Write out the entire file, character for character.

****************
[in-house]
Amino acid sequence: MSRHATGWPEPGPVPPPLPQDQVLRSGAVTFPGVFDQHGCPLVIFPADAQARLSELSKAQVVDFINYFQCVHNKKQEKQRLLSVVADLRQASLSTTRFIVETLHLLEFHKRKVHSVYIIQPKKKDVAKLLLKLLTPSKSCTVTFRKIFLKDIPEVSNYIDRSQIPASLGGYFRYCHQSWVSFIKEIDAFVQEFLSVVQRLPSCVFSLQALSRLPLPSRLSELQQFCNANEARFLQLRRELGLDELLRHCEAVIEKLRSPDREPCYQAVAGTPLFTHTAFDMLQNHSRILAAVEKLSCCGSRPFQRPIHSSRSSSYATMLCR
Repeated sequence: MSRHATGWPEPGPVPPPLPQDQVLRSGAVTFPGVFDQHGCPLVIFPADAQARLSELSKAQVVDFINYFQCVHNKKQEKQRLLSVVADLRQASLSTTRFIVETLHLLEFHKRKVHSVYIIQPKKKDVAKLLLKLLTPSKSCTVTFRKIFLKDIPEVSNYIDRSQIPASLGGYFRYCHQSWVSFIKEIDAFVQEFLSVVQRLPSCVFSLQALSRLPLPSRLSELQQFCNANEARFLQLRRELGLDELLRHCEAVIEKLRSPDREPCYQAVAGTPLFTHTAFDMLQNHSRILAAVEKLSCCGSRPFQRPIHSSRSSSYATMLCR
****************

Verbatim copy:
[in-house]
Amino acid sequence: MSRHATGWPEPGPVPPPLPQDQVLRSGAVTFPGVFDQHGCPLVIFPADAQARLSELSKAQVVDFINYFQCVHNKKQEKQRLLSVVADLRQASLSTTRFIVETLHLLEFHKRKVHSVYIIQPKKKDVAKLLLKLLTPSKSCTVTFRKIFLKDIPEVSNYIDRSQIPASLGGYFRYCHQSWVSFIKEIDAFVQEFLSVVQRLPSCVFSLQALSRLPLPSRLSELQQFCNANEARFLQLRRELGLDELLRHCEAVIEKLRSPDREPCYQAVAGTPLFTHTAFDMLQNHSRILAAVEKLSCCGSRPFQRPIHSSRSSSYATMLCR
Repeated sequence: MSRHATGWPEPGPVPPPLPQDQVLRSGAVTFPGVFDQHGCPLVIFPADAQARLSELSKAQVVDFINYFQCVHNKKQEKQRLLSVVADLRQASLSTTRFIVETLHLLEFHKRKVHSVYIIQPKKKDVAKLLLKLLTPSKSCTVTFRKIFLKDIPEVSNYIDRSQIPASLGGYFRYCHQSWVSFIKEIDAFVQEFLSVVQRLPSCVFSLQALSRLPLPSRLSELQQFCNANEARFLQLRRELGLDELLRHCEAVIEKLRSPDREPCYQAVAGTPLFTHTAFDMLQNHSRILAAVEKLSCCGSRPFQRPIHSSRSSSYATMLCR